Most Positive Reviews are Useless

How to Rate on a Scale of 1 to 10

Alright, I’ve been getting some criticism for my reviews, some people pointing out that other people say it’s good, so it’s good. While I don’t wish to negate the input of these other players (that rarely tell you ‘what’ exactly is good) I do want to point out that there’s a good chance that they’re reviewing your game incorrectly. So let’s talk about the 1-10 scale.

I don’t think I’ve ever seen a scale utilized as poorly as 1-10. The reviewer is offered 10 options to choose from, which may be a bit cumbersome. So cumbersome in fact, that I think people completely disregard some of the scale to make it less cumbersome. If you happen to be a human reading this above the age of… let’s say 15 years-old, I want you to think of all of the people that you’ve rated based on attractiveness. More specifically, the ones you rated on a scale of 1-10. Ladies, you play along too, I know you rate guys. Now I want you to think of the distribution of those ratings. You probably have a lot of 7’s, 8’s, maybe a few 6’s and 3’s, with very few 1’s and 10’s. Those of you familiar with the Bell Curve will no doubt see the problem here, but I’ll explain it for those that don’t.

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This is the general shape of the Bell Curve. This one in particular is a normalized distribution, so it’s designed to show probabilities of an event occurring. And what we see here is that the greatest number of events should be rated 6. This is because 6 is the average between 1 and 10 (Actually 5.5 is but we’re rating using whole numbers so round up or round down. I choose to follow convention and round up). As the ratings deviate from the mean, we should see fewer and fewer uses of these ratings. So there should be more 3’s than 1’s and more 8’s than 10’s. If you’ve rated 100 people based on appearance, you should have very few 10’s. But I’m willing to bet that you have more than the appropriate number of 10’s and not enough 5’s or 6’s. Why is that? Let’s continue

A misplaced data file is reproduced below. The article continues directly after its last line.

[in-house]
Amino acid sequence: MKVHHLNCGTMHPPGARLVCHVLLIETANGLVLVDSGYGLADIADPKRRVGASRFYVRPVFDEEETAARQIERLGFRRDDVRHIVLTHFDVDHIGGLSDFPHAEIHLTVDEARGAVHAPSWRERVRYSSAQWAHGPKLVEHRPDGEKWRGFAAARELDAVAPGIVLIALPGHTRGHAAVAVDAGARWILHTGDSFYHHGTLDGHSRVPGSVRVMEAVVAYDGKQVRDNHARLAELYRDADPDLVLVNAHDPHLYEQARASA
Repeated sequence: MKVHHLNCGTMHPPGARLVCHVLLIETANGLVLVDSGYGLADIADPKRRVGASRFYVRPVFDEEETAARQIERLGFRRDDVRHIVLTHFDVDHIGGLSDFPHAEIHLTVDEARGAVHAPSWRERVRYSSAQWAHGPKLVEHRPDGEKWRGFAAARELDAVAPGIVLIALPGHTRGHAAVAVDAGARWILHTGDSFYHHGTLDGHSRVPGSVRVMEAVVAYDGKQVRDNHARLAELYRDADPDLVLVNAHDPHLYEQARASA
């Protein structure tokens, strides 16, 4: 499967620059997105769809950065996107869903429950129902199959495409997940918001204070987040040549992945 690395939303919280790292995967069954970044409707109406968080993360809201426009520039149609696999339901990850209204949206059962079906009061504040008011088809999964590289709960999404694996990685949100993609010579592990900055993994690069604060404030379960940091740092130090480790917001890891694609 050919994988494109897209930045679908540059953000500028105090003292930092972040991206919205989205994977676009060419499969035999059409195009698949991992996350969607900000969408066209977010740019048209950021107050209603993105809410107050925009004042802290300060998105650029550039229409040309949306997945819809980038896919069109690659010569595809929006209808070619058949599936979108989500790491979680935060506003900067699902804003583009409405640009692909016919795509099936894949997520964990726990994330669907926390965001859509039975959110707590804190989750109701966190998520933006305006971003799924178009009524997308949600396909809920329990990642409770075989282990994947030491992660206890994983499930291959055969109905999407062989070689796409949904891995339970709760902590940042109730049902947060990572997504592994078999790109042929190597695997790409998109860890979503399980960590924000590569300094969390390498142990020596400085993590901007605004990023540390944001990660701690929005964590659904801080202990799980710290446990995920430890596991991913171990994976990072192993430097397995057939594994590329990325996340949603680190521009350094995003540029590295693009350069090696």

The normal person will likely have a lot of 7’s in their rating database. I believe that when one asks themselves how attractive someone is on a scale of 1-10, they’ve unconsciously set 7 to be the mean. Movie was average? It’s a 6 or a 7. Since this close to the deviation from the mean, it actually produces okay results in ratings. However when it comes to terrible movies, it seems no one knows what to do. Is it a 3? Is it a 4? You’ll likely find that there are more 3’s and 4’s than there are 5’s, despite 5 being closer to the mean. And probably more 8’s than the two combined despite being aligned with 4 on the distribution.